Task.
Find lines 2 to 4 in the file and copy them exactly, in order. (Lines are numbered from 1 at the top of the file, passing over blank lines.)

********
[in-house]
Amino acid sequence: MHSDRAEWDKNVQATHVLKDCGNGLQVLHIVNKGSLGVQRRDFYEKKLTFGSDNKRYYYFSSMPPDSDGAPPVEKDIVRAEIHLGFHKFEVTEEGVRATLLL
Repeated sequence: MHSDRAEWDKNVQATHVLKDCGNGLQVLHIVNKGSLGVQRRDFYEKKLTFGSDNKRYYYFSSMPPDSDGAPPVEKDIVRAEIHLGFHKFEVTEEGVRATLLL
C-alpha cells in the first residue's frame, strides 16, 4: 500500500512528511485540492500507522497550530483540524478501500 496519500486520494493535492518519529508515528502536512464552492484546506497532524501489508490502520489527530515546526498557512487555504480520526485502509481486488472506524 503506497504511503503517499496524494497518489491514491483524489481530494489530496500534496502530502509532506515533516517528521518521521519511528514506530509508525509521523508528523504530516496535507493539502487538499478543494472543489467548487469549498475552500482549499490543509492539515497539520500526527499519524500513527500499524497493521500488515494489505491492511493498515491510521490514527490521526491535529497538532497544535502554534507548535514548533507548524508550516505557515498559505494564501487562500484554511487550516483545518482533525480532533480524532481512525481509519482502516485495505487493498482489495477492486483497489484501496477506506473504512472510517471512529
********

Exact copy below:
Amino acid sequence: MHSDRAEWDKNVQATHVLKDCGNGLQVLHIVNKGSLGVQRRDFYEKKLTFGSDNKRYYYFSSMPPDSDGAPPVEKDIVRAEIHLGFHKFEVTEEGVRATLLL
Repeated sequence: MHSDRAEWDKNVQATHVLKDCGNGLQVLHIVNKGSLGVQRRDFYEKKLTFGSDNKRYYYFSSMPPDSDGAPPVEKDIVRAEIHLGFHKFEVTEEGVRATLLL
C-alpha cells in the first residue's frame, strides 16, 4: 500500500512528511485540492500507522497550530483540524478501500 496519500486520494493535492518519529508515528502536512464552492484546506497532524501489508490502520489527530515546526498557512487555504480520526485502509481486488472506524 503506497504511503503517499496524494497518489491514491483524489481530494489530496500534496502530502509532506515533516517528521518521521519511528514506530509508525509521523508528523504530516496535507493539502487538499478543494472543489467548487469549498475552500482549499490543509492539515497539520500526527499519524500513527500499524497493521500488515494489505491492511493498515491510521490514527490521526491535529497538532497544535502554534507548535514548533507548524508550516505557515498559505494564501487562500484554511487550516483545518482533525480532533480524532481512525481509519482502516485495505487493498482489495477492486483497489484501496477506506473504512472510517471512529